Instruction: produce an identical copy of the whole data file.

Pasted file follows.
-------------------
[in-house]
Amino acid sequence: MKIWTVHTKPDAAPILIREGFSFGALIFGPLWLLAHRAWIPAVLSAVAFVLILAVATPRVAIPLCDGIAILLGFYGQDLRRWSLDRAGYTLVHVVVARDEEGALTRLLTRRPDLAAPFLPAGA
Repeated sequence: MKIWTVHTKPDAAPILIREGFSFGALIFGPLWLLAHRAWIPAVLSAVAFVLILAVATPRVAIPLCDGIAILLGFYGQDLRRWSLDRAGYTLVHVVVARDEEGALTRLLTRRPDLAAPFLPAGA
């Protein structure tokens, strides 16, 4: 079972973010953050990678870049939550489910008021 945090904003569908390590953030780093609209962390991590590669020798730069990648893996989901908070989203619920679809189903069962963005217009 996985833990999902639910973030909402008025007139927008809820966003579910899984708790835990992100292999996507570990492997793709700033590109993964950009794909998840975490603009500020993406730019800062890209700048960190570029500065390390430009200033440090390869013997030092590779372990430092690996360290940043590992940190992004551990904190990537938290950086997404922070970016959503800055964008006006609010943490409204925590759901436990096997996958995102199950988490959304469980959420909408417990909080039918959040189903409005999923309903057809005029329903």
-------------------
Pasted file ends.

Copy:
[in-house]
Amino acid sequence: MKIWTVHTKPDAAPILIREGFSFGALIFGPLWLLAHRAWIPAVLSAVAFVLILAVATPRVAIPLCDGIAILLGFYGQDLRRWSLDRAGYTLVHVVVARDEEGALTRLLTRRPDLAAPFLPAGA
Repeated sequence: MKIWTVHTKPDAAPILIREGFSFGALIFGPLWLLAHRAWIPAVLSAVAFVLILAVATPRVAIPLCDGIAILLGFYGQDLRRWSLDRAGYTLVHVVVARDEEGALTRLLTRRPDLAAPFLPAGA
């Protein structure tokens, strides 16, 4: 079972973010953050990678870049939550489910008021 945090904003569908390590953030780093609209962390991590590669020798730069990648893996989901908070989203619920679809189903069962963005217009 996985833990999902639910973030909402008025007139927008809820966003579910899984708790835990992100292999996507570990492997793709700033590109993964950009794909998840975490603009500020993406730019800062890209700048960190570029500065390390430009200033440090390869013997030092590779372990430092690996360290940043590992940190992004551990904190990537938290950086997404922070970016959503800055964008006006609010943490409204925590759901436990096997996958995102199950988490959304469980959420909408417990909080039918959040189903409005999923309903057809005029329903």